Stoker—224–No Sparkling Allowed!
Chapter 2 of Dracula! Whoot!
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Nifty things for you!
Longtime listener Barb has a new podcast with her daughter–Two Knit Lit Chicks. Lend an ear, won’t you?
7th Annual Podcast Awards Nominations Now Open!
Nominations close @ 2359 September 30th, 2011
Please Read before you fill out the nominations–You get to submit the nomination form “ONE” time only!. Nominate as many shows as you can, only submitting one show is a waste. Fill the nomination form out to the best of your ability, once you hit Submit you are done for 2011! Do not submit the same show in multiple categories, find out what category your favorites shows want to be nominated in, nomination totals do not cross categories. Do not nominate the “same show” for People’s Choice and Best Produced, nominate 2 different shows in the top two categories. You can then nominate each show in one additional category each. Official Twitter Account @podcastawards make sure to use hashtag #pca11 Follow the Twitter Stream!
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Podcast Awards—If you have a few minutes please go plug in ChopBard for Arts/Culture (http://chopbard.com) and CraftLit for People’s Choice (http://craftlit.com).
The husband’s new novel and his lovely review from Kathleen:
Andrew Ordover’s novel is an entertaining introduction to a fresh new detective. Jordan Greenblatt, a Long Island transplant to Atlanta, has a smart and funny Southern wife, a group of jazz musicians for whom he plays bass, and, oh yeah, a one-man PI firm specializing in routine investigations–philanderers, insurance cheats, and other run-of-the mill cases. He also has some personal baggage that will soon be unpacked.
Although he enjoys his self-described “slacker lifestyle,” he is a bit bored and when a New York businessman asks him to investigate the three-year old hit and run death of his daughter, a woman whom Jordan knew as a teenager, he takes the case. Jordan’s main gift as an investigator seems to be his impulsivity, and with his initial lack of either foresight or self-defense skills he manages to ruffle a lot of local feathers in what eventually becomes a very personal quest for justice.
Ordover’s gifts as a writer include a terrific ear for dialog, excellent pacing, and a sense of humor that is neither cynical nor snarky. He’s given us an intriguing supporting cast as well, and I like his taste in classic jazz.
After reading the last page I was delighted to see a teaser for a second book in the series. Although fans of feline detectives may be disappointed, I was charmed that the only four-legged cat in the book is Jordan and Susannah’s pet cat, Eliot, who has a walk-on part in one scene and who appears to have absolutely no super-spidey-powers of detection.
To clarify location and peoples in Dracula somewhat:
Who ARE these people Harker is going on about?
- Saxons—Germanic people
- Hungarians—also known as Magyars (pronounced mad-jar or mad-yar, from Hungarian–magyarok)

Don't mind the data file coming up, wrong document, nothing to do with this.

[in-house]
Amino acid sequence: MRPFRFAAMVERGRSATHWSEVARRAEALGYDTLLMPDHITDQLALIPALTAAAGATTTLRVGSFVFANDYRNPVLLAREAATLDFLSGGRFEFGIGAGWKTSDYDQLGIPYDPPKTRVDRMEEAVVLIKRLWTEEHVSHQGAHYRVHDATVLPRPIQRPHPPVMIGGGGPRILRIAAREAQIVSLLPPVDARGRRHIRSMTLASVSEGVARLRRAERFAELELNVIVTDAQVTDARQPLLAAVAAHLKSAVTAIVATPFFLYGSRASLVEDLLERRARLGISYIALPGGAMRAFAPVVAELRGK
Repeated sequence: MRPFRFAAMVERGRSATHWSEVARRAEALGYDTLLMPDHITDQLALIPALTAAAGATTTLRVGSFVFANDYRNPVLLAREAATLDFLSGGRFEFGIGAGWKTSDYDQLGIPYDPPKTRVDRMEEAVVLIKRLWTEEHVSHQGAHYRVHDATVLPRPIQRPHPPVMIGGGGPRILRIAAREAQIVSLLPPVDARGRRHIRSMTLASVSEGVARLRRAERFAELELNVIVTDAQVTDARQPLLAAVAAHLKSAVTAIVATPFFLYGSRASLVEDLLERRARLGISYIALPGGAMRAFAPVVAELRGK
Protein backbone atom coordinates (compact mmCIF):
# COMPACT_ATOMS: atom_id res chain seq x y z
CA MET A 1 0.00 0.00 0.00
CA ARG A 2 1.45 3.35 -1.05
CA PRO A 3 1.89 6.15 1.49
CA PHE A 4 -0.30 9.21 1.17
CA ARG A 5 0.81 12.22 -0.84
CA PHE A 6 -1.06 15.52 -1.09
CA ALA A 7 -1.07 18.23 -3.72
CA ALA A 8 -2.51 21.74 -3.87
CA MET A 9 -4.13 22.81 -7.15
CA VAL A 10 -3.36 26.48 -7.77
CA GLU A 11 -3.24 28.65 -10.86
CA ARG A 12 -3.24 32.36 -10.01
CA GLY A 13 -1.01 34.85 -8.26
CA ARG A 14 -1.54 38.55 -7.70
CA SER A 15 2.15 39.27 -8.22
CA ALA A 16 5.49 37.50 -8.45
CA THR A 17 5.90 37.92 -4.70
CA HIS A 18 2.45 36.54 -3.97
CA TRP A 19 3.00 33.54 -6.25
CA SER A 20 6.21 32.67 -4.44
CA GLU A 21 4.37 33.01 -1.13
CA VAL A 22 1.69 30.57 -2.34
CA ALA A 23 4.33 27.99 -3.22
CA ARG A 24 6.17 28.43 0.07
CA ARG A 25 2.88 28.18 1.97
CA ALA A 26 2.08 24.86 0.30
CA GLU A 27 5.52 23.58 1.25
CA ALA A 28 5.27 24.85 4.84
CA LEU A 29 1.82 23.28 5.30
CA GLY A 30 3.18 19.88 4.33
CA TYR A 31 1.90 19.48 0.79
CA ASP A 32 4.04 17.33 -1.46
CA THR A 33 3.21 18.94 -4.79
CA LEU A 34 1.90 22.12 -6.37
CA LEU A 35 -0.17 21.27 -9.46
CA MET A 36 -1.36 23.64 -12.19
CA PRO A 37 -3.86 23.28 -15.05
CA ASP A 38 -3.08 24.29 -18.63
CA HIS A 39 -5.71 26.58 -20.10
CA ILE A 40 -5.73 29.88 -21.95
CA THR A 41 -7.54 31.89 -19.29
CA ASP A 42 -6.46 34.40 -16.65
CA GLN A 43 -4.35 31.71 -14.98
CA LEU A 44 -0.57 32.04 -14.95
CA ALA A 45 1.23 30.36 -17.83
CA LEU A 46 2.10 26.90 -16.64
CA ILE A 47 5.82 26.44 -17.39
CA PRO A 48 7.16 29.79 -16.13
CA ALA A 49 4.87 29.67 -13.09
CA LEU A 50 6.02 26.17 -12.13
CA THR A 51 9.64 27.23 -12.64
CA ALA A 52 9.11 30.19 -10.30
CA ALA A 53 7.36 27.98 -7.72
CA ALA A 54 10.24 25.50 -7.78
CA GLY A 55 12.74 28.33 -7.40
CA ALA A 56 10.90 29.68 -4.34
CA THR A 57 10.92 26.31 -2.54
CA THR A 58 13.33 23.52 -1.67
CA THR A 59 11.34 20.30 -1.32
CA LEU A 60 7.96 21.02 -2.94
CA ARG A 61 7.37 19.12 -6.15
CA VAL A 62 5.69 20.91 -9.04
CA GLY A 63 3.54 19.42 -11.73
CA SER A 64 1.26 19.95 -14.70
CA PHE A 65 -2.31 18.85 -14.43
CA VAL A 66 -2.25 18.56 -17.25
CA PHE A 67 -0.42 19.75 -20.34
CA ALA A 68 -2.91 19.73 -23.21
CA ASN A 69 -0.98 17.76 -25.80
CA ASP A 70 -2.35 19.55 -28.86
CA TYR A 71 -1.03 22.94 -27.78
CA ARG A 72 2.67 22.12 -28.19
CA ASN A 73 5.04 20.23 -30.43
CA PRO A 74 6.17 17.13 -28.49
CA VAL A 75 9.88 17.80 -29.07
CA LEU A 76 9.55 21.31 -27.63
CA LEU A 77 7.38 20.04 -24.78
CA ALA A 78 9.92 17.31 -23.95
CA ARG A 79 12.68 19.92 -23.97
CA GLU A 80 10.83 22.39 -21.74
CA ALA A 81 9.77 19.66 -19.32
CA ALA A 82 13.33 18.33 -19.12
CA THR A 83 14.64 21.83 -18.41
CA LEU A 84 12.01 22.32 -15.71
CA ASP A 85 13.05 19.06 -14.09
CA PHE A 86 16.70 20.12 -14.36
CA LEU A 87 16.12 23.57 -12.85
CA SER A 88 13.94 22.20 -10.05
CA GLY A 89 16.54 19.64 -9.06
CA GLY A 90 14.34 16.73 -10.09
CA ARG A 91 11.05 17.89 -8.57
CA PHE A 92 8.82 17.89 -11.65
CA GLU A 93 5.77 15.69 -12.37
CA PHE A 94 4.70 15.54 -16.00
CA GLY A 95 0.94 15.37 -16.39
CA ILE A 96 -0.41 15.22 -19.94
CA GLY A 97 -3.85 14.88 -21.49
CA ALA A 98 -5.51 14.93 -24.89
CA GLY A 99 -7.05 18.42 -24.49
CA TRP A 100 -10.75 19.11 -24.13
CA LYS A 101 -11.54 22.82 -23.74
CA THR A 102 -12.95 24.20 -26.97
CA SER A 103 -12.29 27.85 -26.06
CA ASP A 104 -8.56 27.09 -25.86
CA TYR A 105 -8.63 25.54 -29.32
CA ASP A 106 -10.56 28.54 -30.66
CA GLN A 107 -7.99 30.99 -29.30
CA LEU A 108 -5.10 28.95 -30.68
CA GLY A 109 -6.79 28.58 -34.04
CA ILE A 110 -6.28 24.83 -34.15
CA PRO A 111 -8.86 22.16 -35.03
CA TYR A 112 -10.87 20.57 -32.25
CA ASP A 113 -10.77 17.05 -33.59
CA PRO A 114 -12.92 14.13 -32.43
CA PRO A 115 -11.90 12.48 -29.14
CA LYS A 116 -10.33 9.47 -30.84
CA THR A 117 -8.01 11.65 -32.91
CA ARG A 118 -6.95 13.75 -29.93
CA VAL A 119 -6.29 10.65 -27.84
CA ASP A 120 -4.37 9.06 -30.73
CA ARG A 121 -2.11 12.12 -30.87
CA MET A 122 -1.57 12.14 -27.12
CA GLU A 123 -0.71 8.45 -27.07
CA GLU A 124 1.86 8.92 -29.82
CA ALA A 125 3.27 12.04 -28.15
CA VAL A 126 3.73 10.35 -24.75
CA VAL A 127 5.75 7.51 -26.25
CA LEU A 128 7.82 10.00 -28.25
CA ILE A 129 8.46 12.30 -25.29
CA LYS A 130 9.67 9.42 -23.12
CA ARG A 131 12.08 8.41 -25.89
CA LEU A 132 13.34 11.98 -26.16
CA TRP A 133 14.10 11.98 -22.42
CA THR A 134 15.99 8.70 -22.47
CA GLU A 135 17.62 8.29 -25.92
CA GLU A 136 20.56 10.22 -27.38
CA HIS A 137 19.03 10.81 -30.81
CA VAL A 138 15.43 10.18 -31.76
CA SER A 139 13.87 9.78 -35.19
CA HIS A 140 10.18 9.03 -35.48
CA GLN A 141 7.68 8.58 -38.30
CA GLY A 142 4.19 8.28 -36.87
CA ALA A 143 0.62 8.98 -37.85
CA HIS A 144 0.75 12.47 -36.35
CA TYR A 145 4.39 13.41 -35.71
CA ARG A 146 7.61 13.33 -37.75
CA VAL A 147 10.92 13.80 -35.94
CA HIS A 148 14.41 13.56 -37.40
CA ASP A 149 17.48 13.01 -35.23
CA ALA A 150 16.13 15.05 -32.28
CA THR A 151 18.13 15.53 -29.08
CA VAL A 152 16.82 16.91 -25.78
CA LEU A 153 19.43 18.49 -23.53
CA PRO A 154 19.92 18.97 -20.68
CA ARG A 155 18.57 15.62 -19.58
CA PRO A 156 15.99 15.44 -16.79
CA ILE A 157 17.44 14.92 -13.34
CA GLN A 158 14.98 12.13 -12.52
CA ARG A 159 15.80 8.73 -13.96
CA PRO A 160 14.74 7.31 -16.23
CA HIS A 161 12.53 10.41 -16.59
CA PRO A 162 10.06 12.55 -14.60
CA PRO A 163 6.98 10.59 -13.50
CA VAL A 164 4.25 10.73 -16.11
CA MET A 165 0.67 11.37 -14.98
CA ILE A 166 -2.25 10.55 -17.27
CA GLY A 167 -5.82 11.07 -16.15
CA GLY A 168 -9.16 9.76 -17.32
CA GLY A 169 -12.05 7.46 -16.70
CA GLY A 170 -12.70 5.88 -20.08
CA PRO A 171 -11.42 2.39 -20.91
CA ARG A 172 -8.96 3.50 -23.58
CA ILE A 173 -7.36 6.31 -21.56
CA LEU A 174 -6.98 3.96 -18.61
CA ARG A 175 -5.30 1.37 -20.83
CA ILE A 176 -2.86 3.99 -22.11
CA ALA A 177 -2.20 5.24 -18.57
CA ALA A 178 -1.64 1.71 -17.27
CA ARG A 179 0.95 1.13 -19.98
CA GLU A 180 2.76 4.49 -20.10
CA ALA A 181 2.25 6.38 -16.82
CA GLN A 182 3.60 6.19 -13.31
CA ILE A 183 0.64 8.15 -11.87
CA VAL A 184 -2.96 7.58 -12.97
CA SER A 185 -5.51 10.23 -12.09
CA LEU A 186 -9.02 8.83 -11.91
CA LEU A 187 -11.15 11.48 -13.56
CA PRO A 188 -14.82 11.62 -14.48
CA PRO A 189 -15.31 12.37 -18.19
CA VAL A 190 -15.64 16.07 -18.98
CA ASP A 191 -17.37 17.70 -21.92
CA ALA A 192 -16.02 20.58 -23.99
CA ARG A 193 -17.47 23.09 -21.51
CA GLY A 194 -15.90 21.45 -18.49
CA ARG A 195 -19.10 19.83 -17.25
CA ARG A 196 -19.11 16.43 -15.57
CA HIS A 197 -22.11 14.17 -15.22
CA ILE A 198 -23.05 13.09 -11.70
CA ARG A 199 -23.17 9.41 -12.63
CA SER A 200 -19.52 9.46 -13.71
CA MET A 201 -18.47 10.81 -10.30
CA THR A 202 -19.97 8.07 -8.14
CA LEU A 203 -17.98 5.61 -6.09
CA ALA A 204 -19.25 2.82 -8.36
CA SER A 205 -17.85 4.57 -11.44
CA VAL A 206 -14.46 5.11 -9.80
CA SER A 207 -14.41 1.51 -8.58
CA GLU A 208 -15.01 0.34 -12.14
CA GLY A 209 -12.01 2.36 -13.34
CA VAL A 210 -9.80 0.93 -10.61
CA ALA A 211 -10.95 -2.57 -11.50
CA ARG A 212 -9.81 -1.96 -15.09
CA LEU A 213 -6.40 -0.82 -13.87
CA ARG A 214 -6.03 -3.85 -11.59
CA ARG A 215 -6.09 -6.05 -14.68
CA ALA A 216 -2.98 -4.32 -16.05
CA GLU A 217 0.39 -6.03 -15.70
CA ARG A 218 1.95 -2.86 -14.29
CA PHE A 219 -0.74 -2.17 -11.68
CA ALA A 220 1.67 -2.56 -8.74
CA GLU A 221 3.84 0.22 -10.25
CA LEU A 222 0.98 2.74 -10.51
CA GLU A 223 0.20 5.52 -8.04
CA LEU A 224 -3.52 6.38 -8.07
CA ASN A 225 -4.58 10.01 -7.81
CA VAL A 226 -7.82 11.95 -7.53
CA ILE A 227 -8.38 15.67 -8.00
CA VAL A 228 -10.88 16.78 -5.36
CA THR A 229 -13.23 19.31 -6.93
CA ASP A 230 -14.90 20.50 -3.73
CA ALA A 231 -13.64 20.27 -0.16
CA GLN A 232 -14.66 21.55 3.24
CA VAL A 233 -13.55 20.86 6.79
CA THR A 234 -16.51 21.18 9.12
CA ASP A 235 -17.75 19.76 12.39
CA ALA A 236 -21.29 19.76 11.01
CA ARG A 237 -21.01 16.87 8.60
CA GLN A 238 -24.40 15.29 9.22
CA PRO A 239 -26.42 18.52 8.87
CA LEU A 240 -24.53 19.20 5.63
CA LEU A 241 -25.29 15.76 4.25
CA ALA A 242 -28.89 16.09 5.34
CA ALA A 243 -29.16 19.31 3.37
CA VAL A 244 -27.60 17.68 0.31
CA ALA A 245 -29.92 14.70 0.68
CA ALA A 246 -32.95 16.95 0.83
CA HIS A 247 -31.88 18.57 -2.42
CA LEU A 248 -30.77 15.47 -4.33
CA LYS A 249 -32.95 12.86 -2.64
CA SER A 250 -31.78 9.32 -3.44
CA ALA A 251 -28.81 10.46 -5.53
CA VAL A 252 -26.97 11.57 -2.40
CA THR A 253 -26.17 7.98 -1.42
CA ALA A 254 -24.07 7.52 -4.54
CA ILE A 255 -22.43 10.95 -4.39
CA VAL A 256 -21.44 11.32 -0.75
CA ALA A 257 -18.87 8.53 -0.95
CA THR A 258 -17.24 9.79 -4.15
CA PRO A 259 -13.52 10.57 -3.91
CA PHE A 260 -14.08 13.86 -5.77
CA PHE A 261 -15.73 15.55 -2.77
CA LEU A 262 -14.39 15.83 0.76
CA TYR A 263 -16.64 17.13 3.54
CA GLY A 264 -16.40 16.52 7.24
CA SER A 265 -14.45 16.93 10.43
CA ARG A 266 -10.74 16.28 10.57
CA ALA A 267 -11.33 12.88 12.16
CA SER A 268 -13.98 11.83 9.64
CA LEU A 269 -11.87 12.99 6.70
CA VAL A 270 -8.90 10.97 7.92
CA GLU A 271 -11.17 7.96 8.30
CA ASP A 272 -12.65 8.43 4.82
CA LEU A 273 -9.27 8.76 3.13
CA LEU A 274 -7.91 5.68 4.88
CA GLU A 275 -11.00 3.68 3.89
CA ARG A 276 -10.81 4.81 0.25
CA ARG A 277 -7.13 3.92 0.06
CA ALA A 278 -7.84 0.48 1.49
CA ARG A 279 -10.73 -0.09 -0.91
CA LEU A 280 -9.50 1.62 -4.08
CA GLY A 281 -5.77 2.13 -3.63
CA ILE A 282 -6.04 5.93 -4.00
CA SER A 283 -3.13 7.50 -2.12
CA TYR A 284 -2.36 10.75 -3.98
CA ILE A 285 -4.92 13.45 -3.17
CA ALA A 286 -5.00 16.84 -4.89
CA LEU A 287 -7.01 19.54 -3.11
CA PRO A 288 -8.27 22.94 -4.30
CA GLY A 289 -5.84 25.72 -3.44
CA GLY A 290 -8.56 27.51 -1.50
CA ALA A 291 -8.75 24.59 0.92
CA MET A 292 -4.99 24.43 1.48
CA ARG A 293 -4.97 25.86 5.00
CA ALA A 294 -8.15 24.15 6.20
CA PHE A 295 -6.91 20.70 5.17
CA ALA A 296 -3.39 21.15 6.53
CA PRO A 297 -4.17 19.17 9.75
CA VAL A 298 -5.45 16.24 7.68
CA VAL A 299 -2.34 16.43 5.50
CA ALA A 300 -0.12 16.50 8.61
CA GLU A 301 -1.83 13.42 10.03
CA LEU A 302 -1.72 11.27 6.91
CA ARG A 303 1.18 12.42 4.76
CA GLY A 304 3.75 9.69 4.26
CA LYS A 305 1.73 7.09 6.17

- Wallachia or Walachia (Romanian–Èšara RomÃ¢neascÄƒ pronounced [ËˆtÍ¡sara romÉ¨ËˆneÌ¯askÉ™] or Valahia pronounced [vaËˆlahi.a]; archaic–Èšeara RumÃ¢neascÄƒ,) is a historical and geographical region of Romania.
- Atilla the Hun
This is what an Aquiline (roman) nose looks like:
Here’s a caleche
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CHEEKY REDHEAD’s CREEPY PLAYLIST:
- “Cruel Spell” by Big Bad Voodo Daddy
- “Hell” by Squirrel Nut Zippers
- “Dr Bones” by Cherry Poppin Daddies
- “Werewolves of London” by Warren Zevon
- “Young Blood” by Norah Jones
- “Dead Man’s Party” by Oingo Boingo
- “Kiss of Fire” by Louis Armstrong
- “Bad Things” by Jace Everett
- “All Souls Night” by Loreena McKennitt
- “Moon Over Bourbon Street” by Sting
- “Devil With A Blue Dress/Good Golly Miss Molly” by Mitch Rider & the Detroit Wheels
- “I Put A Spell On You” by Screamin’ Jay Hawkins
- “In The Midnight Hour” by Wilson Picket
- “That Old Black Magic” by Keely Smith/Louis Prima
Add your fave creepy songs to the comments section below!
Possible etymologies for nosferatu:
A leading alternative etymology is that the term originally came from the Greek “nosophoros” (*Î½Î¿ÏƒÎ¿Ï†ÏŒÏÎ¿Ï‚), meaning disease-bearing. F. W. Murnau‘s classic film Nosferatu strongly emphasizes this theme of disease, and Murnau’s creative direction in the film may have been influenced by this etymology (or vice-versa).…A final possibility is that the form Gerard gave is a well-known Romanian term without the benefit of normalized spelling, or possibly a misinterpretation of the sounds of the word due to Gerard’s limited familiarity with the language, or possibly a dialectical variant of the word. Two candidate words that have been put forth are necurat (“unclean”, usually associated with the occult)  and nesuferit (“the insufferable”). The nominative masculine definite form of a Romanian noun in the declension to which both words belong takes the ending “-ul” or even the shortened “u”, cause in Romanian “l” is usually lost in the process of speaking, so the definite forms necuratu, nesuferitu and “nefÃ¢rtatu” are commonly encountered (translatable as “the unclean”, “the insufferable one”, respectively “the devil“). Wikipedia
What I’m reading that isn’t about fangs:
Ehren Ziegler over at Chop Bard podcast recommended this and when he says “jump” I say, “what was the name of that book again.” I’m not far into it, but it’s an interesting read so far. LOVE the spelling!
What I’m knitting that isn’t for Voyageur Press:
Goodreads Widget for CL Group:
Book talk begins at 23 min. Listen to 224 audio.